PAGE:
This is a great cover image. It has texture, and feels lived in. That makes me expect the story and characters will feel real. Being a pile of floppy disks, I suspect it’ll be set in the 80s. That makes me suspect two bad things: 1. The writer doesn’t feel comfortable with the ubiquity of mobile phones, and how many problems they instantly solve, so they’ve set the story in the familiar setting of their own teens/twenties. 2. Nostalgia fest.

I really like the super-long title, bucking the modern trend towards brevity. Although it’d be tricky to display in an app store setting.

An Aside about Everything

My proofreader is screaming about yet another clearly deliberate choice (in this case, the lack of capitalisation for “an”—interestingly, in the image but not in the actual title). And it definitely looks better in the image that way.

I’m conflicted.

The black and white with the falling colour-inverted silhouette is extremely powerful. It makes me feel slightly off-balance myself, and I don’t understand the connection between the image and the title. The image feels so dynamic and physical, and the title feels philosophical (yuck!) so I’m once again conflicted.

At King Arthur’s Christmas Feast

Cool. Definitely a medieval adventure. The headless guy is Sir Gawain (aka the Green Knight) I think, and I’m cautiously interested in seeing how they choose to tell the famous story. Stories about honour intrigue me. I wonder if I’ll be choosing whether to face or avoid the Green Knight in this story.


Hah. I’m already regretting the choice to review 71 cover images. 71 is a LOT less than last year, which had over 100 entries (great news for those who entered this year, and have a much better chance of doing well)… but it’s still a lot.


The Belinsky Conundrum

It’s probably either scifi, thriller, or something about spies. The image is compelling…. but I hate it. Among other mental issues, the human body grosses me out. So seeing a close up of an eye, even though it’s not life size, squicks me out. And “Belinsky” suggests there are Russians involves, so possibly cold war era spy stuff. Which can be fun.

Really potent image.

Beneath Fenwick

I actually beta tested this one, so I know it quite well (I used the walkthrough supplied by the author), but I’ll try to forget what I know. The old-looking bricks suggest a lower-income urban environment, and “Fenwick” sounds like it’s in the UK. The font (and the word “Beneath”) suggests horror, or at least edging in that direction. So this story is not for me—horror is too scary, and an underprivileged urban environment doesn’t sounds like a fun place to spend my time. Although it gets some points for (probably) being set in the UK. It might even have UK/Australian spelling, which I like when I can get it.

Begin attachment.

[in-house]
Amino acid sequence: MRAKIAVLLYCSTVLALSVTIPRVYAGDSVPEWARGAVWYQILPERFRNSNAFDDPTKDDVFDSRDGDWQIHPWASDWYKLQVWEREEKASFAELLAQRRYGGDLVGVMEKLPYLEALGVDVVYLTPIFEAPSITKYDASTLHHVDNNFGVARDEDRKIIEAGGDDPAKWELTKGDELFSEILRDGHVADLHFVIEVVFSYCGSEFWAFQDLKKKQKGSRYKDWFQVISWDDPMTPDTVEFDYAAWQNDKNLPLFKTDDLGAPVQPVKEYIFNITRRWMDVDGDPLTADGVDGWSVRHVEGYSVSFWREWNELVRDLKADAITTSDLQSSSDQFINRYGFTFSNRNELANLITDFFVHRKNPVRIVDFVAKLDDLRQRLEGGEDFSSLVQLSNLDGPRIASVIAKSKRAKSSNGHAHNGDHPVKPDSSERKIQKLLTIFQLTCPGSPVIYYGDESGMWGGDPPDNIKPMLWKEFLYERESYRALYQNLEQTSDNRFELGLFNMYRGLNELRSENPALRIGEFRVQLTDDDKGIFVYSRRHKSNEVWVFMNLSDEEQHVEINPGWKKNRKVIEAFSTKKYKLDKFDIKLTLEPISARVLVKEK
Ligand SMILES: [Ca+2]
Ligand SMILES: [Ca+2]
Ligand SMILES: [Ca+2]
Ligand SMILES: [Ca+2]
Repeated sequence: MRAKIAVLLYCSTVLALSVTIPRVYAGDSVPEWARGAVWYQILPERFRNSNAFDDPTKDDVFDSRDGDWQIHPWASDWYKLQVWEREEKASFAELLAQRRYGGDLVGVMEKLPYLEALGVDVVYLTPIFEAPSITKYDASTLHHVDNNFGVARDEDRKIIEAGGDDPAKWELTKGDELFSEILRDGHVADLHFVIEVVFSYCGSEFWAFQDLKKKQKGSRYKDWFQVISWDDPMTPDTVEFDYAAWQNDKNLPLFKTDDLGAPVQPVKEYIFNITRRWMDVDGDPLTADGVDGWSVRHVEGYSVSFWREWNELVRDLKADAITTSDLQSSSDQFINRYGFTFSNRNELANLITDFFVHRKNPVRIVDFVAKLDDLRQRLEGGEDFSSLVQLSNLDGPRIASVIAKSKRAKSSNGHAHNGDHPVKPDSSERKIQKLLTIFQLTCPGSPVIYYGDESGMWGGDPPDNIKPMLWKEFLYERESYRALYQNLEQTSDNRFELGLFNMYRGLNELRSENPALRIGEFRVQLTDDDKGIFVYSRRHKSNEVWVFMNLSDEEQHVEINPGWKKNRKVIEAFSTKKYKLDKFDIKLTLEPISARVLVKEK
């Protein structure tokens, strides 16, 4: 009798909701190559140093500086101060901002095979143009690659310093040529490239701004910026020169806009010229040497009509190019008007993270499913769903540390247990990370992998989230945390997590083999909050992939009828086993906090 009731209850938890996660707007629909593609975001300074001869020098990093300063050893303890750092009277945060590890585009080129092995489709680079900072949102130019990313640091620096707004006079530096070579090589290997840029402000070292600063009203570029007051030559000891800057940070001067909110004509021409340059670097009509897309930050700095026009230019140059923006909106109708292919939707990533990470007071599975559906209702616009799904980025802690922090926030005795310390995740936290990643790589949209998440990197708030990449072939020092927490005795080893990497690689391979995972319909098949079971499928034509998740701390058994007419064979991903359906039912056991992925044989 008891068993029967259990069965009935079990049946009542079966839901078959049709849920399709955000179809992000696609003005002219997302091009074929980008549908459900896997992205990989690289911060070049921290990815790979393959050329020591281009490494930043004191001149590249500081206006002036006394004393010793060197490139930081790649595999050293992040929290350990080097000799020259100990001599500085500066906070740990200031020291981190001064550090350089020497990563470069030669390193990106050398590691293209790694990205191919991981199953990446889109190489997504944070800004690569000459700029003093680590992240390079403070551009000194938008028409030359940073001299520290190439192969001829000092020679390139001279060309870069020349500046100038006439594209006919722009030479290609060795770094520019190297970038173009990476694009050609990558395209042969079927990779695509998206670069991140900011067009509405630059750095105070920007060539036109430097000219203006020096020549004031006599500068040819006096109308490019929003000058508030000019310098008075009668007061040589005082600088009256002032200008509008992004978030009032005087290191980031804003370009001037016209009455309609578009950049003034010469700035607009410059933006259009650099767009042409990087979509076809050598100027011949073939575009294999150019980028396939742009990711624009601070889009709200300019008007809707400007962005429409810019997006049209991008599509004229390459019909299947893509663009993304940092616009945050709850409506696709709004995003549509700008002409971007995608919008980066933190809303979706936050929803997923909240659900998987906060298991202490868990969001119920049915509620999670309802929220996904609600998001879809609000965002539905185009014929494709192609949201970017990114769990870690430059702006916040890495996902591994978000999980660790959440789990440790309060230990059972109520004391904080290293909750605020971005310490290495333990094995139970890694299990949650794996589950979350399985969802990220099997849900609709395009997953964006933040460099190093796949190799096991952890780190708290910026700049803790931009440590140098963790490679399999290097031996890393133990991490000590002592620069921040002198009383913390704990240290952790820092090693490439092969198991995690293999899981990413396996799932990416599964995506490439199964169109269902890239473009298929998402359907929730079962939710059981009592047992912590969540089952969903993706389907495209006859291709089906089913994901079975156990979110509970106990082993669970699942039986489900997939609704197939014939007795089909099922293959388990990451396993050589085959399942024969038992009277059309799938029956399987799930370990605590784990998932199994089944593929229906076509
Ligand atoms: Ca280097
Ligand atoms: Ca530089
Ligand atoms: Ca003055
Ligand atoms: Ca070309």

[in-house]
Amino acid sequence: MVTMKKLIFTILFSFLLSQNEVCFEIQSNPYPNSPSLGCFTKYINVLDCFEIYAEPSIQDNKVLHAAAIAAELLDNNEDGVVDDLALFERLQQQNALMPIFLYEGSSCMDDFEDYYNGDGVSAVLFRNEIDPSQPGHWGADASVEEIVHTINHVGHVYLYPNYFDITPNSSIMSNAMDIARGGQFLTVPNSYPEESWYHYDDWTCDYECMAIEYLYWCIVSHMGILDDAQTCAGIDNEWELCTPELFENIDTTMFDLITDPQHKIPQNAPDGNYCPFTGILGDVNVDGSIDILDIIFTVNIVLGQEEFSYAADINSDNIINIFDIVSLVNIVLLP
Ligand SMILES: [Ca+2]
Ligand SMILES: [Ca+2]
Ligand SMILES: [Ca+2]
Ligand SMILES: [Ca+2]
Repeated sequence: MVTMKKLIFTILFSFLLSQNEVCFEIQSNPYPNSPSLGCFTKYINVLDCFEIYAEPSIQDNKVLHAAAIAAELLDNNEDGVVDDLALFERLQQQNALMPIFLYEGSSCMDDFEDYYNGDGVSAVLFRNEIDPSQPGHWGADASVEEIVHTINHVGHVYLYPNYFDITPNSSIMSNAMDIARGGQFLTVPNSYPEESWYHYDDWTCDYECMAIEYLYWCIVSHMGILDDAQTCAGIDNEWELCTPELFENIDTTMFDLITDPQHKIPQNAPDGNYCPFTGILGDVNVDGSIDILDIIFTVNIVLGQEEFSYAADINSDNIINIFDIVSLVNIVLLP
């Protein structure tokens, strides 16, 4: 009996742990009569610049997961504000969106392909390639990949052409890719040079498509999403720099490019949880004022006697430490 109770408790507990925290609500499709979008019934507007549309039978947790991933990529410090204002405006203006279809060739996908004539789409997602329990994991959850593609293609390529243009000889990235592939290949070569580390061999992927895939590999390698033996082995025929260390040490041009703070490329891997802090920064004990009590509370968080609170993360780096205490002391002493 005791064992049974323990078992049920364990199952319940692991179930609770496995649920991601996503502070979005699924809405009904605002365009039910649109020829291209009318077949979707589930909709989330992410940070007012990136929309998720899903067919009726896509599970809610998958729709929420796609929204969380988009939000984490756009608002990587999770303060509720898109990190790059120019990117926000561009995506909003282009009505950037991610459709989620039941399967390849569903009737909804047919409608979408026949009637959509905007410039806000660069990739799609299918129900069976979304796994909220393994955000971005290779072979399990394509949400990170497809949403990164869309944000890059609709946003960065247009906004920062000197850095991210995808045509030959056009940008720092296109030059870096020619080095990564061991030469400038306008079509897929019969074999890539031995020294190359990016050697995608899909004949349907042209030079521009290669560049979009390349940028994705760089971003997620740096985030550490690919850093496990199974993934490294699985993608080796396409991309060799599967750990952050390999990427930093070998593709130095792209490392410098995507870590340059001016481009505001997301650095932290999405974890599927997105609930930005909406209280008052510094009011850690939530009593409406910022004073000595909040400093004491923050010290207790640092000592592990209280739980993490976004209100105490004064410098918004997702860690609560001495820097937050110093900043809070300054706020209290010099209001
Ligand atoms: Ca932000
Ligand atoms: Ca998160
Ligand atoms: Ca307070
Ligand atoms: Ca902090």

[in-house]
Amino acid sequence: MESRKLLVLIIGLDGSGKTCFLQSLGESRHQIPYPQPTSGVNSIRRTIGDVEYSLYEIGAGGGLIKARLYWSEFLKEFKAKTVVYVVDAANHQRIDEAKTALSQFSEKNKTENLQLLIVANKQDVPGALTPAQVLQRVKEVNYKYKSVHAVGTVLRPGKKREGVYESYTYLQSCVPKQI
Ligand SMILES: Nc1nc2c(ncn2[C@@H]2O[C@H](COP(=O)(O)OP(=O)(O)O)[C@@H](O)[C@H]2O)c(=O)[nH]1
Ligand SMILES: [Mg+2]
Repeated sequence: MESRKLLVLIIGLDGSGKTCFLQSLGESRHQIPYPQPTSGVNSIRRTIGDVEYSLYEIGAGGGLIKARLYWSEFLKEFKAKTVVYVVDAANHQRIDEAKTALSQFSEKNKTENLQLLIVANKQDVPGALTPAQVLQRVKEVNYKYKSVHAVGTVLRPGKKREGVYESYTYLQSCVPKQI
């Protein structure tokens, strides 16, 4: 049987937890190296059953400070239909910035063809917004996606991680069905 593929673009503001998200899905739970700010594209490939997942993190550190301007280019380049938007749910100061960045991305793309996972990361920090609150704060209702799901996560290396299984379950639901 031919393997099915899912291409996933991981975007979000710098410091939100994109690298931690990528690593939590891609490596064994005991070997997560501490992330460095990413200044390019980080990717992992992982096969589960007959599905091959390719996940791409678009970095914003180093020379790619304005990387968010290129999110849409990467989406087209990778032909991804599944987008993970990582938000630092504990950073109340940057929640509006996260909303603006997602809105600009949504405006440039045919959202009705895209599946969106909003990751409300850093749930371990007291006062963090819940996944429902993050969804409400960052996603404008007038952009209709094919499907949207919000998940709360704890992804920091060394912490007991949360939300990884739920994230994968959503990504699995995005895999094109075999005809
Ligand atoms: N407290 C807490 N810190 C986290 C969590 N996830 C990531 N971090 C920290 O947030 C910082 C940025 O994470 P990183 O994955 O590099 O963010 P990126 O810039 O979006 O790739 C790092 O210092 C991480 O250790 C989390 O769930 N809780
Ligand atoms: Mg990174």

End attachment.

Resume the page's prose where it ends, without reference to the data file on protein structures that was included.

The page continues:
The Best Man

Brilliant. The image has a bit of a Bond vibe, not in a spy or a womanising way, but in the sense of being competency porn. I like that. The black and white, slight blurriness, and the lines across the image make it super creepy. The title is immediately interesting, because “Best Man” is such a weird term. As every four-year-old has asked at least once, “If he’s the best man then why is she marrying the other guy?”

One assumes there is a wedding (always a setting for drama) and that there will be betrayal and twists galore. Sex scenes are likely, so personally I’d check the content warnings before diving in. Murder is a possibility too.

BLK MTN

Woah. That is a bold choice of title. I feel like the image should have a big looming mountain in it (rather than a low ridge), and that the skull in the clouds should be a little whiter, so it looks less like an addition and more like an actual cloud.

But the skull is still pretty subtle and cool. And a warning that this is probably too scary for me.

I also wonder if there’s a story reason for the abbreviations in the title. Don’t get me wrong; they’re cool on their own (and a little interactive, as the mind immediately translates them). I’m just curious. Maybe even curious enough to read it.

No cover image! Bad bear!

Someone (wisely or otherwise) chose not to bother doing a cover that is worth absolutely nothing to the contest.

The title is good. I’m a sucker for alliteration, although in this case it makes me think it’s a kids’ story. Which is probably about the level of emotional risk I can stand, so I’ll most likely play it.